Open Access / DOI: https://doi.org/10.1016/j.amepre.2019.09.023

Published online: December 16, 2019

 

Abstract

Introduction

Young adults experiencing homelessness are at increased risk for sexual assault. Receiving a post–sexual assault examination has important implications for HIV and unintended pregnancy prevention; yet, utilization is not well understood. In a population at elevated risk for HIV, unintended pregnancy, and sexual violence, identifying barriers and facilitators to post–sexual assault examination is imperative.

Methods

As part of a large, multisite study to assess youth experiencing homelessness across 7 cities in the U.S, a cross-sectional survey was conducted between June 2016 and July 2017. Data were analyzed in 2019 to determine the prevalence and correlates of sexual violence and examine the correlates of post–sexual assault examination utilization.

Results

Respondents (n=1,405), aged 18–26 years, were mainly youth of color (38% black, 17% Latinx) and identified as cisgender male (59%) and lesbian, gay, bisexual, or queer (29%). HIV risks were high: 23% of participants had engaged in trade sex, 32% had experienced sexual assault as a minor, and 39% had experienced sexual exploitation. Young adults reported high rates of sexual assault (22%) and forced sex (24%). Yet, only 29% of participants who were forced to have sex received a post–sexual assault examination. Latinx young adults were more likely than other races/ethnicities to receive post-assault care. Participants frequently said they did not get a post–sexual assault exam because they did not want to involve the legal system and did not think it was important.

Conclusions

Interventions are needed to increase use of preventive care after experiencing sexual assault among young adults experiencing homelessness.

© 2019 American Journal of Preventive Medicine. Published by Elsevier Inc.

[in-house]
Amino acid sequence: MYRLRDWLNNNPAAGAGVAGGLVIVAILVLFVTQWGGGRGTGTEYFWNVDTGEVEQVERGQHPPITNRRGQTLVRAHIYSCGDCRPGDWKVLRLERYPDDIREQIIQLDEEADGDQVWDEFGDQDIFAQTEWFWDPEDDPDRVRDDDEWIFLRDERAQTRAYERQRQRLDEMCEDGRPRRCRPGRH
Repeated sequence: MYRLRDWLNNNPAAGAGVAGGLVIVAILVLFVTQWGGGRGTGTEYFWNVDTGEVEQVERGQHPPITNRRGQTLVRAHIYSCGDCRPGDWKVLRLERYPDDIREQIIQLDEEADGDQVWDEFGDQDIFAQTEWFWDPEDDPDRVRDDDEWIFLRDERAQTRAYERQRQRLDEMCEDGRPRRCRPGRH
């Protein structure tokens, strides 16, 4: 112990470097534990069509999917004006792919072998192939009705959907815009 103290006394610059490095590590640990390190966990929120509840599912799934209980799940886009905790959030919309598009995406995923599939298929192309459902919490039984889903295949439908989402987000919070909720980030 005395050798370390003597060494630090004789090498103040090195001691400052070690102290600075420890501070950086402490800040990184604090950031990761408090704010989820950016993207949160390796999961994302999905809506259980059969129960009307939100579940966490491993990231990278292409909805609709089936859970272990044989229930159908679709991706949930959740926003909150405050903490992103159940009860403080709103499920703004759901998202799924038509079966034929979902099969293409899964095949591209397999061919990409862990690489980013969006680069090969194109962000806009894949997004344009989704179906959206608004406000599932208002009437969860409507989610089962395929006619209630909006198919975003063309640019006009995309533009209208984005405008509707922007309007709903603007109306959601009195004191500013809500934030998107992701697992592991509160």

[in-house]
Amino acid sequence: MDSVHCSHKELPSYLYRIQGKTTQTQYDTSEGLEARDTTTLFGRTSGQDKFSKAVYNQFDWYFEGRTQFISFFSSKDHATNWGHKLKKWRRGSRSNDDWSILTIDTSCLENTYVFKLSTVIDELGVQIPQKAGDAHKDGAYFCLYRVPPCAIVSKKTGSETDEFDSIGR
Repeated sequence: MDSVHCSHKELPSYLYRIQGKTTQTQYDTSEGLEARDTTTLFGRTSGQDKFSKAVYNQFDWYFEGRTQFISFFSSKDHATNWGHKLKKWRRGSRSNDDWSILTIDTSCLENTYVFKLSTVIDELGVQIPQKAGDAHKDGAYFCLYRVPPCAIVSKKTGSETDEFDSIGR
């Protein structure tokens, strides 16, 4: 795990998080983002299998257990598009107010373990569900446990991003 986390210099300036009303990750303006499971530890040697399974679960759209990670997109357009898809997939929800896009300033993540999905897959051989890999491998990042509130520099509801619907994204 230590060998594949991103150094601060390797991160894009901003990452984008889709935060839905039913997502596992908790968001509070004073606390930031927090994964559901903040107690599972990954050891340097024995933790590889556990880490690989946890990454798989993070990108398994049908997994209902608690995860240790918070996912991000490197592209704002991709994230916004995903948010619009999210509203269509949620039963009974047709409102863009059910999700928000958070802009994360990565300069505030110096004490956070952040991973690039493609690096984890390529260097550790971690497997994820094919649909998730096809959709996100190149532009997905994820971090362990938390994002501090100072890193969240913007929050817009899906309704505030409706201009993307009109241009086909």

Keywords: USA; Society; Poverty; Violence.

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Five-Year #US #Trends in the North American #Cancer #Survival Index, 2005–2014 (Am J Prev Med., abstract)

[Source: American Journal of Preventive Medicine, full page: (LINK). Abstract, edited.]

Five-Year U.S. Trends in the North American Cancer Survival Index, 2005–2014

Bożena M. Morawski, PhD1,2, Hannah K. Weir, PhD3, Christopher J. Johnson, MPH2

DOI: https://doi.org/10.1016/j.amepre.2019.10.001

Published online: December 10, 2019

 

Abstract

Introduction

Progress in U.S. 5-year survival trends for all cancers combined was assessed using the North American Cancer Survival Index, a sum of age-, sex-, and cancer site–standardized relative survival ratios.

Methods

In January 2019, authors calculated 5-year cancer survival indices and 95% CIs by race and sex for 2005–2011, 2006–2012, 2007–2013, and 2008–2014 diagnosis cohorts with data from 42 cancer registries.

Results

Overall 5-year survival increased from 63.5% (95% CI=63.4, 63.5) in 2005–2011 to 64.1% (95% CI=64.1, 64.2) in 2008–2014. Survival increased 0.9 and 0.5 percentage points in female and male patients, respectively; the survival disparity among blacks versus whites decreased by 0.5%. In 2008–2014, the Cancer Survival Index was 7.7% higher for whites (64.6%; 95% CI=64.6, 64.7) than for blacks (56.9%; 95% CI=56.7, 57.1).

Conclusions

Cancer Survival Index survival estimates increased among all race and sex subpopulations during 2005–2014. A substantial but decreasing survival gap persisted between blacks and whites. The Cancer Survival Index can assist decision makers and others in comparing cancer survival among populations and over time and in monitoring progress toward national cancer surveillance objectives.

Published by Elsevier Inc. on behalf of American Journal of Preventive Medicine.

Keywords: USA; Cancer.

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The #Justinianic #Plague: An inconsequential #pandemic? (Proc Natl Acad Sci USA, abstract)

[Source: Proceedings of the National Academy of Sciences of the United States of America, full page: (LINK). Abstract, edited.]

The Justinianic Plague: An inconsequential pandemic?

Lee Mordechai, Merle Eisenberg, Timothy P. Newfield, Adam Izdebski, Janet E. Kay, and Hendrik Poinar

PNAS first published December 2, 2019 / DOI: https://doi.org/10.1073/pnas.1903797116

Edited by Noel Lenski, Yale University, New Haven, CT, and accepted by Editorial Board Member Elsa M. Redmond October 7, 2019 (received for review March 4, 2019)

 

Significance